Listening Time — 15:44
Knowing the risk of harm associated with exercise can better inform safe dosing of exercise, clinical implementation, and replicability.
"Exercise is medicine, and understanding dose is really important," notes Maura Iversen, PT, DPT, MPH, SD, "[but] we'll never be able as a profession … to identify appropriate dose response if we don't [report] all the attributes of the exercise intervention." In Iversen's latest systematic review examining randomized controlled trials of therapeutic exercise for people with hip osteoarthritis, she and her colleagues found that reports of adverse events were inconsistent, adherence to exercise was not clearly defined, and main elements of exercise interventions often went unreported altogether. Only 40% of studies included a statement about adverse events. "If we're not reporting adverse events adequately, how do we really know what the risks are?" asks Editor-in-Chief Alan Jette, PT, PhD, FAPTA. Iversen believes that despite the lack of reporting, the overall low number of adverse events suggests that exercise-related risk of harm is minimal for people with hip OA: "The number of the adverse events we found are much less than the adverse events you see taking an NSAID, for example." But to really balance the benefits and the risks, researchers need to improve their reporting. Iversen and Jette offer strategies.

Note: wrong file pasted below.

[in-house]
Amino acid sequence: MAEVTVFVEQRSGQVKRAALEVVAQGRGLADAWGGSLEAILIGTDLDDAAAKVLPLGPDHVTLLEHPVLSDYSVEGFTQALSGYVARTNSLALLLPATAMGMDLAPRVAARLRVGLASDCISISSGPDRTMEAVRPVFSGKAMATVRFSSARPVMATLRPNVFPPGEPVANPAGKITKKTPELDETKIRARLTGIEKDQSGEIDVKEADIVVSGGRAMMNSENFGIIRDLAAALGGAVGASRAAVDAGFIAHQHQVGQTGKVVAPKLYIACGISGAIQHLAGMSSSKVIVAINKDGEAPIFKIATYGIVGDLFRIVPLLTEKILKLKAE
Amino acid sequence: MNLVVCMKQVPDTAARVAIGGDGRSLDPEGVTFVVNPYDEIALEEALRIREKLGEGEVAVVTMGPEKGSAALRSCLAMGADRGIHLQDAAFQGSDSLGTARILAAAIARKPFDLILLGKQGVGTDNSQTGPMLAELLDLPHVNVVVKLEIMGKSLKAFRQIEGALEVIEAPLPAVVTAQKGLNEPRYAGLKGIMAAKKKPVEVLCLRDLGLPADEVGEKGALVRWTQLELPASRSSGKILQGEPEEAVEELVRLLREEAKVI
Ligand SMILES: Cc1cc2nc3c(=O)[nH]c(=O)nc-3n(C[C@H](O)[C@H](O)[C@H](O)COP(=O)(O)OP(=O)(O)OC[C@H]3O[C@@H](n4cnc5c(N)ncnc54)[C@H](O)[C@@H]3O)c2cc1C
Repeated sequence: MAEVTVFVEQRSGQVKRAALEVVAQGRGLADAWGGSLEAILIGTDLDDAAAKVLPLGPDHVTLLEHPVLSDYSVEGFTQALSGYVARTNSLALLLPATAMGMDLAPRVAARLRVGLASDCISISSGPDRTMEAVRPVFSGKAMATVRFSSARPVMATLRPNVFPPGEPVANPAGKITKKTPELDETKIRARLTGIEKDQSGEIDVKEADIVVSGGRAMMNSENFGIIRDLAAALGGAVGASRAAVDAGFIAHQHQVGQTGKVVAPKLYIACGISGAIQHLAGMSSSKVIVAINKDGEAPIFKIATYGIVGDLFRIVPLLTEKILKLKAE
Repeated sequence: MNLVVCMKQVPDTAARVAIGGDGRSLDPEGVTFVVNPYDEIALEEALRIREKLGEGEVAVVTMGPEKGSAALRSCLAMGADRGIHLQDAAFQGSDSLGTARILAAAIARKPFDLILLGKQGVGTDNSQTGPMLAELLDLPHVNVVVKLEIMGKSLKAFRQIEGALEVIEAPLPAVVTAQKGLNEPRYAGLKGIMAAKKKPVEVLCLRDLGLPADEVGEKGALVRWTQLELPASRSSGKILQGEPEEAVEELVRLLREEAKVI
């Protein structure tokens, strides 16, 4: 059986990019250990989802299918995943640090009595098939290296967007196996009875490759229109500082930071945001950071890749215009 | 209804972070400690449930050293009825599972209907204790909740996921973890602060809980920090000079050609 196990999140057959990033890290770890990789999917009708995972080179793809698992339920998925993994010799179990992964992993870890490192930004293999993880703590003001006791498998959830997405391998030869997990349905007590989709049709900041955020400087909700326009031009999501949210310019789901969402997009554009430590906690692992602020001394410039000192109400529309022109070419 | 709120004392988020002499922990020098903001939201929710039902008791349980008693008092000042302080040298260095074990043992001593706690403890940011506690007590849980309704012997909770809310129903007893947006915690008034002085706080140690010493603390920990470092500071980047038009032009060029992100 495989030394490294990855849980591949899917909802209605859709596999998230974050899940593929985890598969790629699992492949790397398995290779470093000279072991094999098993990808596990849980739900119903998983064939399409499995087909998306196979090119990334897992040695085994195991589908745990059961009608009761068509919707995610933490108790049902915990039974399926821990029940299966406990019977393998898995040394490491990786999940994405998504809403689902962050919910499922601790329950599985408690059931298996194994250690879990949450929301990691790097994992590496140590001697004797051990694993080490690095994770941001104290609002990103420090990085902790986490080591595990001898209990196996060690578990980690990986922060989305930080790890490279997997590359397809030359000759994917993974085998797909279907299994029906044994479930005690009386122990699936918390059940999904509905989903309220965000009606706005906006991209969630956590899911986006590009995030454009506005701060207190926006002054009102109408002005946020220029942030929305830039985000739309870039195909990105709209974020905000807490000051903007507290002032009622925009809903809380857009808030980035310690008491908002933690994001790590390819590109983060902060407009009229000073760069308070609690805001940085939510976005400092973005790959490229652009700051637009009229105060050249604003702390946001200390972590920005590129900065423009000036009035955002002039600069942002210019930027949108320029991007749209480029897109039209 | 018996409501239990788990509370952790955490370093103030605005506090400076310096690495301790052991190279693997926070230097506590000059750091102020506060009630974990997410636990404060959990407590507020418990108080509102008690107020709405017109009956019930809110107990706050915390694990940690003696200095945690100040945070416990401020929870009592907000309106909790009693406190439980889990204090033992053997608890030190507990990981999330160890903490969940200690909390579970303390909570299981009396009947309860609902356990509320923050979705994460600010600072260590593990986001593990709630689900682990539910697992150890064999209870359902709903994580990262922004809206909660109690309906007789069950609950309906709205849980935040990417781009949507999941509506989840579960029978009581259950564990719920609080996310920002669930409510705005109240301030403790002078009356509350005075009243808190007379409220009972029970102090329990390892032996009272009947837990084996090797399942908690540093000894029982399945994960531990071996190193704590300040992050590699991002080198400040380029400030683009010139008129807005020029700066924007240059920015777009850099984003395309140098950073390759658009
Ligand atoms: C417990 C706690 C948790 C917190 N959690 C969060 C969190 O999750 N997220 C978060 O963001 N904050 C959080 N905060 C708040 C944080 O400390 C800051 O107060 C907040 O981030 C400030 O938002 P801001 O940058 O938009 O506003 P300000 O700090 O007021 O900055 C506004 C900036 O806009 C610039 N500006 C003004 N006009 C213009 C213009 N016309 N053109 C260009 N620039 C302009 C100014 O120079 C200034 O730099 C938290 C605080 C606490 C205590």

Alan M. Jette, PT, PhD, FAPTA, is editor-in-chief of PTJ: Physical Therapy & Rehabilitation Journal.
Maura D. Iversen, PT, DPT, MPH, SD, FAPTA, is dean of the College of Health Professions and professor of public health and human movement sciences at Sacred Heart University in Fairfield, Connecticut; is a professor in the Department of Physical Therapy, Movement and Rehabilitation Sciences, at Northeastern University in Boston; and is affiliated with the Department of Women' s and Children's Health, Karolinska Intitutet, in Stockholm, Sweden, and the Section of Clinical Sciences, Division of Rheumatology, Immunology & Allergy, at Brigham & Women's Hospital, Department of Medicine, Harvard Medical School, in Boston .